May 3rd, 2004

pod

You have a voice if you're concerned about the destination of this great nation.

I realize that I haven't written anything meaningful about the recent revelations regarding our mistreatment of prisoners in Iraq. I mentioned it, but in passing. There are a couple of reasons for this. For one I know that there are conservatives who read this journal and I don't want to be agressively liberal to the point where I come off as a shrill liberal with a fierce ideology. I don't think that's me. The second reason is that, well, it's not that big a deal. I know that there were horrible abuses and even a couple of deaths. That's pretty bad but in the scope of the world at large it's really not that unusual not at all. In Africa there is slavery and constant tribal strife and slaughter. We all know about terrorists and how they murder civilians with blatent disregard for just about everything.

The world is an ugly ugly place. Those of us who live in America or other sections of the civilized world are SO incredibly lucky to have been born where we were. For the most part we avoid the true horrors around us and live comfortable lives where most of our concerns are relatively minor. Of course the pain from those concerns is in some ways equivalent to that of those who are suffering from true oppression, thanks to the lovely fact that humans feel things relatively rather than absolutely, but if we look empirically we see that our lives are so much better than they could be. That's not to say bad things don't happen. They do. Rape and murder still exist alongside amber waves of grain, but they are anamolies here, they are norms in many places. We have it great.

That's part of why I don't write about these kinds of things. It makes the rest of my life seem kind of trivial. "Wah wah chicks don't dig me." Oh yeah? Well talk to the thousands of people who found the true loves of their lives only to have them taken away by their own government, conceived of in murder and repression.

"I don't know what I want to do with my life." At least you have some kind of choice and opportunity. Talk to those who never got schooling and need to work 16 hours a day just to have enough food to eat. Talk to slaves in the Sudan whose lives are not their own.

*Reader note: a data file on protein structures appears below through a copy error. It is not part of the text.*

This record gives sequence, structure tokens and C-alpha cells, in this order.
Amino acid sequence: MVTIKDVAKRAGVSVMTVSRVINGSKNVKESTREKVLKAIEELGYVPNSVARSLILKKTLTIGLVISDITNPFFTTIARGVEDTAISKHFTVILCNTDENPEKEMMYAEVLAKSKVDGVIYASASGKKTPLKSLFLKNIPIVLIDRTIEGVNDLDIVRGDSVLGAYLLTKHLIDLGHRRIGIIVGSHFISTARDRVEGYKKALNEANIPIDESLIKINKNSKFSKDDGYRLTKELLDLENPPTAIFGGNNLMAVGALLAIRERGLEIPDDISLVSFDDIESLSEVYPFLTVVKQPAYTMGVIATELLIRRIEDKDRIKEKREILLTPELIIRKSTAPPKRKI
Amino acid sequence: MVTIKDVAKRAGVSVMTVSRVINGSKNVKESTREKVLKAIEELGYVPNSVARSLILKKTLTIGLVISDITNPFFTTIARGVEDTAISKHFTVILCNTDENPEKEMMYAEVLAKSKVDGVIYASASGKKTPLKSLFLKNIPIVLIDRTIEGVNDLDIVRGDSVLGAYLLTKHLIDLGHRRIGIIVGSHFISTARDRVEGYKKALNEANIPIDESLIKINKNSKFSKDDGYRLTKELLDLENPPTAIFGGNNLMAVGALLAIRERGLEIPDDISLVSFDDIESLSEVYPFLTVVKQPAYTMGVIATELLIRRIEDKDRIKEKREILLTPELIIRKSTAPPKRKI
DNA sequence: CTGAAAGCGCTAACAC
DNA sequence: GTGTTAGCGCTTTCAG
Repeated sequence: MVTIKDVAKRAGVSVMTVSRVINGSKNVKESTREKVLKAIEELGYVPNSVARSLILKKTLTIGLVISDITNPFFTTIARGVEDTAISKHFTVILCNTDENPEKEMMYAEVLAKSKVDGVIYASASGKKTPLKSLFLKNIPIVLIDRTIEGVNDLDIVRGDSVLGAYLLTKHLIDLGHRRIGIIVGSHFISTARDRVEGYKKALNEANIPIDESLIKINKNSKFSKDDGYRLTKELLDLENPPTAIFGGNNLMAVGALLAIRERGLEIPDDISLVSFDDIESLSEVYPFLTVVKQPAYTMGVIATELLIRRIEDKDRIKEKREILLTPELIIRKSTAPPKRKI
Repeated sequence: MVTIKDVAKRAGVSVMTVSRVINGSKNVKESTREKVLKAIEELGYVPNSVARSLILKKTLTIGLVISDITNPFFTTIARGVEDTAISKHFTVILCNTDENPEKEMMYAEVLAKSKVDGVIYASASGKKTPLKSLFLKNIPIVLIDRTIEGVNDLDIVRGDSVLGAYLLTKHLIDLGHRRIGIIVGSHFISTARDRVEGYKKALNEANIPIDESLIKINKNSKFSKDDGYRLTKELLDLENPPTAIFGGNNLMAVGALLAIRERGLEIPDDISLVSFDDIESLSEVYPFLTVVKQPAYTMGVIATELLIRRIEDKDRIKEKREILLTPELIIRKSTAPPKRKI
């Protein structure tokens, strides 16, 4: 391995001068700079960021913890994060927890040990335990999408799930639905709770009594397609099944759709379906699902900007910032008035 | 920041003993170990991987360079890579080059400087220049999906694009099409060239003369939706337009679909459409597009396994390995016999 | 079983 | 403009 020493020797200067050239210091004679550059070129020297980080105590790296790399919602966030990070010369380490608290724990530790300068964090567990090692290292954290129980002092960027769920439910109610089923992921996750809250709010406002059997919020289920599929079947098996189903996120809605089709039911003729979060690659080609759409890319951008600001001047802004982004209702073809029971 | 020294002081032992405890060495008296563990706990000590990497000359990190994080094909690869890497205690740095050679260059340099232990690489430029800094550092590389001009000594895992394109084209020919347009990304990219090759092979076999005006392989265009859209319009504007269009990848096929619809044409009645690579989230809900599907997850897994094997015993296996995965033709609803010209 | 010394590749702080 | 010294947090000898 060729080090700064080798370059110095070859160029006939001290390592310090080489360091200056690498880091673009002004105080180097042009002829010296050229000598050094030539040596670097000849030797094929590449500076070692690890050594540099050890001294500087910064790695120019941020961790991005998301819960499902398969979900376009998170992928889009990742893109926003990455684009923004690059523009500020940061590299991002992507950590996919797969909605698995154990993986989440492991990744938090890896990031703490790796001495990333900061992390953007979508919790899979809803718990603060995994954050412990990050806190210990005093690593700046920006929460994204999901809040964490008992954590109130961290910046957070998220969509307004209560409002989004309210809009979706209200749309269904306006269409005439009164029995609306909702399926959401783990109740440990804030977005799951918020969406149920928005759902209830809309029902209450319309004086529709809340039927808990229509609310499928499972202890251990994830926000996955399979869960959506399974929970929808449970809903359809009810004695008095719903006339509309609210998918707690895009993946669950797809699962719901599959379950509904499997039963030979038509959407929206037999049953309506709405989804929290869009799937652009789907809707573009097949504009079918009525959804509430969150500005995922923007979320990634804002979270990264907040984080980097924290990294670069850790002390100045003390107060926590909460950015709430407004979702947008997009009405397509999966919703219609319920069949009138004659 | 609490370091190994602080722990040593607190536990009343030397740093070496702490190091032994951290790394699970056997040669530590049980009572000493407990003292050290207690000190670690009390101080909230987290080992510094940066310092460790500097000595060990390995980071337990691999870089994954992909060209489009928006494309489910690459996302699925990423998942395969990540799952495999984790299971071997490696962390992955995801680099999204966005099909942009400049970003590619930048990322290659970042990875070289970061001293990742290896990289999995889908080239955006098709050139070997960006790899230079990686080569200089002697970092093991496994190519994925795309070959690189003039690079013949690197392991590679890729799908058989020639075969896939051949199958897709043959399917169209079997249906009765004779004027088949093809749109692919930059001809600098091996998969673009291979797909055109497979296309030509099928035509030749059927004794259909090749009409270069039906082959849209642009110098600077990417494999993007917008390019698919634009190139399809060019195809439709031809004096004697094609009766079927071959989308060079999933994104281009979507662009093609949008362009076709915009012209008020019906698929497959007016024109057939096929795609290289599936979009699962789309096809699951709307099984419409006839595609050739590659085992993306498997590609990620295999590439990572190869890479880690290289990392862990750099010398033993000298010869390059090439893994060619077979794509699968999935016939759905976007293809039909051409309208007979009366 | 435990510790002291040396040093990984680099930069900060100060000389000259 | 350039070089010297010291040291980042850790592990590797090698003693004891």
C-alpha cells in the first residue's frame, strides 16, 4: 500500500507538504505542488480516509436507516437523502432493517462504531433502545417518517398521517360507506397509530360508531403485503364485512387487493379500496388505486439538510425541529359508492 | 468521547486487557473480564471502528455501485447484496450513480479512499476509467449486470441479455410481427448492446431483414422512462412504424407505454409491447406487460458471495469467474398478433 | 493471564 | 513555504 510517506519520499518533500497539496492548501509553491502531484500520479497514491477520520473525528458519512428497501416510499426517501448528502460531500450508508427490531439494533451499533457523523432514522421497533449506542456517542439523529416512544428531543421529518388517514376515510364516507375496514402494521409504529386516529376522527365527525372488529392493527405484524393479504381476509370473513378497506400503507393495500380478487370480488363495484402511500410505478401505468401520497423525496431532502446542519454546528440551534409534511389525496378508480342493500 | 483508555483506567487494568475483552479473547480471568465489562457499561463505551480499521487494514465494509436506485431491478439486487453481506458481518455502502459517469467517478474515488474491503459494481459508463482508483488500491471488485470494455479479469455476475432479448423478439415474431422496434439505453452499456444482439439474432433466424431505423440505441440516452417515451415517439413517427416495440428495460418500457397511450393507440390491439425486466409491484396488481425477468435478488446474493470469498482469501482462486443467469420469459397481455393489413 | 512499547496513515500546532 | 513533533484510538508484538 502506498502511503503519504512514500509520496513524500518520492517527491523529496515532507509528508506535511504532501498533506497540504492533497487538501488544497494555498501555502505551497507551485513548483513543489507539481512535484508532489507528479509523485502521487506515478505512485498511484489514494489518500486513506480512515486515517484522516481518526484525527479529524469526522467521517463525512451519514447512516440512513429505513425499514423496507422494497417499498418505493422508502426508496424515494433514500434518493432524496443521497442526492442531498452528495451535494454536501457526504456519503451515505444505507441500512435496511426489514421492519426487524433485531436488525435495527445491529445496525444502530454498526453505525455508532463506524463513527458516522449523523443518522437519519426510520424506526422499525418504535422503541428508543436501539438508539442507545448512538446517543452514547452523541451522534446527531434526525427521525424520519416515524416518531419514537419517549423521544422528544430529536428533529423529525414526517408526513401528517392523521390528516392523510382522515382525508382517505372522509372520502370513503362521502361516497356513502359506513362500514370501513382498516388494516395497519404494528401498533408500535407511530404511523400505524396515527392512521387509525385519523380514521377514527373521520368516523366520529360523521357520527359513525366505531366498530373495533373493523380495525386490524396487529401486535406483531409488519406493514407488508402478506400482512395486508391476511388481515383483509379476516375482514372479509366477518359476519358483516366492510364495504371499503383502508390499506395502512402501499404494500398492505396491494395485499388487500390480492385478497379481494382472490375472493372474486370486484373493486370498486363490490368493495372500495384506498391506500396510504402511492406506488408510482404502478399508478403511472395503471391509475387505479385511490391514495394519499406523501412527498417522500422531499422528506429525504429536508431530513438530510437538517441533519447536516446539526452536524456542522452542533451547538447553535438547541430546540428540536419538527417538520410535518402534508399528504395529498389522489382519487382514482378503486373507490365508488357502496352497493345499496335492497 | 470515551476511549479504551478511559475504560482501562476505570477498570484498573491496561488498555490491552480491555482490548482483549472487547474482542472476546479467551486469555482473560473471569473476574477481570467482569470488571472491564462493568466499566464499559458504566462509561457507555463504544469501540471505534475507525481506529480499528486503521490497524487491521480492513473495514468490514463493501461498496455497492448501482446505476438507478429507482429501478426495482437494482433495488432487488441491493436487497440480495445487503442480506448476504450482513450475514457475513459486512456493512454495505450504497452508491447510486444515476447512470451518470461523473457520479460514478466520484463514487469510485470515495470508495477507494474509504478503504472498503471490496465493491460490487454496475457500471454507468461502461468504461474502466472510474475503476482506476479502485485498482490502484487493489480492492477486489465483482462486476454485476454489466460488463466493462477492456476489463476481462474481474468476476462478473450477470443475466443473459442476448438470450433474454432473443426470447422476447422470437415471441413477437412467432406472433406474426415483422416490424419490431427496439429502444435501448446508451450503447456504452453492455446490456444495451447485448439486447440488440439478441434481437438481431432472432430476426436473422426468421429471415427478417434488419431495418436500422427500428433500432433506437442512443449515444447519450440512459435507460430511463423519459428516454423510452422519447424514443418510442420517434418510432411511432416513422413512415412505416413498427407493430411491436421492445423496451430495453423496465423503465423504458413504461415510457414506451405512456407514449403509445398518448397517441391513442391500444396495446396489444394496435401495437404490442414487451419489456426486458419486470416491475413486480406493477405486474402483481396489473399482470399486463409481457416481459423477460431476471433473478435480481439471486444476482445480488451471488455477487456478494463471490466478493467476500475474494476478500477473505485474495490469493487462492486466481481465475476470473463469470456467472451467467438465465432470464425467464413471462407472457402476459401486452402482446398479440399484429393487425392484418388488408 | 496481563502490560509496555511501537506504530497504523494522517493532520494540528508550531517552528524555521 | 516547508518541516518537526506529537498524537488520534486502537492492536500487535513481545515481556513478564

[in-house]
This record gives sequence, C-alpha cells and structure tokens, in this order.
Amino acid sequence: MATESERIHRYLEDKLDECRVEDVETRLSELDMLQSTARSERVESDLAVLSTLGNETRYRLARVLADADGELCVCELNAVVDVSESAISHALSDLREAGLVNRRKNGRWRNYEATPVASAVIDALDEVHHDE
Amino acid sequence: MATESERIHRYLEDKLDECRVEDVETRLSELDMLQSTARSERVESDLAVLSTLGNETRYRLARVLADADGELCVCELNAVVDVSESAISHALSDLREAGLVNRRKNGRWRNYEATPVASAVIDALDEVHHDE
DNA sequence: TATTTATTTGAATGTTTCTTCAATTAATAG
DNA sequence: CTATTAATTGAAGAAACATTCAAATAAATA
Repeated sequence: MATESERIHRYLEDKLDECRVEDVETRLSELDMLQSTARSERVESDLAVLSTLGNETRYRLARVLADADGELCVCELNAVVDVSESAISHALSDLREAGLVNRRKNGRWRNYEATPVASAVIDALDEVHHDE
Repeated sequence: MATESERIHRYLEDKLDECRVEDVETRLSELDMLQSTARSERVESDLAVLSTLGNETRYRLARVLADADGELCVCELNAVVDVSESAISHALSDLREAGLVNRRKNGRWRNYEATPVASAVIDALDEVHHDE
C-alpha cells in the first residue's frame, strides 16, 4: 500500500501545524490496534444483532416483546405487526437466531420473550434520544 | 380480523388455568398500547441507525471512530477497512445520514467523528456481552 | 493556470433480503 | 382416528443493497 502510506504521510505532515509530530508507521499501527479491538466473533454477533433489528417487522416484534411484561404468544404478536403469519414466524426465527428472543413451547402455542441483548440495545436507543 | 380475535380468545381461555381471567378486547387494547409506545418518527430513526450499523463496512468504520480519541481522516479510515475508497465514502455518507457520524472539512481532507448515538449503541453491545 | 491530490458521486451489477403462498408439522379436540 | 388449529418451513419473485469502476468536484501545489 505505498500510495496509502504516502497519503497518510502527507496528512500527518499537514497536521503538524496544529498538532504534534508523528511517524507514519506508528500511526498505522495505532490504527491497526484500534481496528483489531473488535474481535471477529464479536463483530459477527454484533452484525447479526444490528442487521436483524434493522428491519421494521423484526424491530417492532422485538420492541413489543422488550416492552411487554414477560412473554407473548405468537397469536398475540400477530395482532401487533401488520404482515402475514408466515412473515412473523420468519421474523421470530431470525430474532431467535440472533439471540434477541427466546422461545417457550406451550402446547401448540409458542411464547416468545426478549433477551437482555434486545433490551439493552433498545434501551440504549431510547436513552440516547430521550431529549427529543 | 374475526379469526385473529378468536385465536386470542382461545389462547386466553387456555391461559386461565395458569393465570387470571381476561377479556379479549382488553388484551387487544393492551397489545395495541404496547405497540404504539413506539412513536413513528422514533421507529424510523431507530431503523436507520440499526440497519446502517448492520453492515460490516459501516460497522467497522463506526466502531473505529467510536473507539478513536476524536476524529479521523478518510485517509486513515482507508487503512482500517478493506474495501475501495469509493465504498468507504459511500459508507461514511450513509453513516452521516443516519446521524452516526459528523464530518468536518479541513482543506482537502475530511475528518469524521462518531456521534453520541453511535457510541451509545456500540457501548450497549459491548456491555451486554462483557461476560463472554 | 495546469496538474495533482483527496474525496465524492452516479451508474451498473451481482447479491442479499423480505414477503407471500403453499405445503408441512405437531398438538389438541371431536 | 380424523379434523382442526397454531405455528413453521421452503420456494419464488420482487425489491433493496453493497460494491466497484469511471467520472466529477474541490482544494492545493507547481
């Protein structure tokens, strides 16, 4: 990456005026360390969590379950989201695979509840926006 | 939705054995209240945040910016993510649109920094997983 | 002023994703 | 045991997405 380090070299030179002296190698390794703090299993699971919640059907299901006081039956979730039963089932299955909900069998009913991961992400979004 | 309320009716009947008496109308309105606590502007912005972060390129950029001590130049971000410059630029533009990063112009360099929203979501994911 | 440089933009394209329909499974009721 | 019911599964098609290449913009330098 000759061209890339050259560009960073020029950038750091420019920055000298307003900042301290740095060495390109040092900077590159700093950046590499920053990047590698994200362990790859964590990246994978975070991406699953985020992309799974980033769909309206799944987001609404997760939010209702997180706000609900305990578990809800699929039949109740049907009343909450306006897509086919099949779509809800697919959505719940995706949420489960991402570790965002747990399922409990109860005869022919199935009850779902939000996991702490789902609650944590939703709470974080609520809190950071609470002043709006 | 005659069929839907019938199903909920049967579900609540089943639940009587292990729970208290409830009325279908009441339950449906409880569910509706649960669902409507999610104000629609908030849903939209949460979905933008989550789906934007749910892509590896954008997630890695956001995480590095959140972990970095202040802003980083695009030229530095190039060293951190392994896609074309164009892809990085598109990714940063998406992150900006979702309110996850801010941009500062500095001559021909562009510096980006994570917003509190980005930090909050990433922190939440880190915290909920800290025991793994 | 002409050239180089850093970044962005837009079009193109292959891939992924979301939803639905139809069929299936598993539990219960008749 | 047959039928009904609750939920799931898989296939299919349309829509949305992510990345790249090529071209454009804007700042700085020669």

"I'm fat. There's too much food around here!" I hear Ethiopia is LOVERLY this time of year. If not, well you did like Zimbabwe didn't you? Just don't buy a farm down there. Probably not a good investment, that.

I don't feel qualified to talk about the goings on in that prison except to say that I'm not surprised and I don't necessarily think the people involved were sociopaths, they were just normal people like the type found in the Milgram and Zimbardo experiments. They did horrible things when given power without appropriate restriction. Nothing's new under the sun in that regard.

I do want to talk about power though, and guns. On Saturday when I was filming with Frank and Marissa, we had a scene where she put a gun to his head in order to rob him. We used a realistic looking air gun. We made sure that it was totally unloaded and completely safely. Still, when I saw it placed against his temple and the look of (purely fictional) terror on his face. I felt a little twinge. Like we shouldn't have been doing that. It was a visceral reaction to a powerful image.

And I imagine what it's like when the guns are real. A gun is a very powerful thing. It's a machine designed for killing. When fired it spits out a metal object (or more than one) at near or above supersonic speeds. This object can be designed to do a variety of things when it contacts flesh, ranging from punching right through and leaving a hole to flattening out into a mushroom and shattering into pieces, turning the beautiful archiecture of the human body into a sack of shredded flesh. Guns can punch through brick walls or engine blocks. In the hands of a skilled individual they can kill a man from a distance of a mile or more, like wiping an unpleasant speck of dust from the horizon.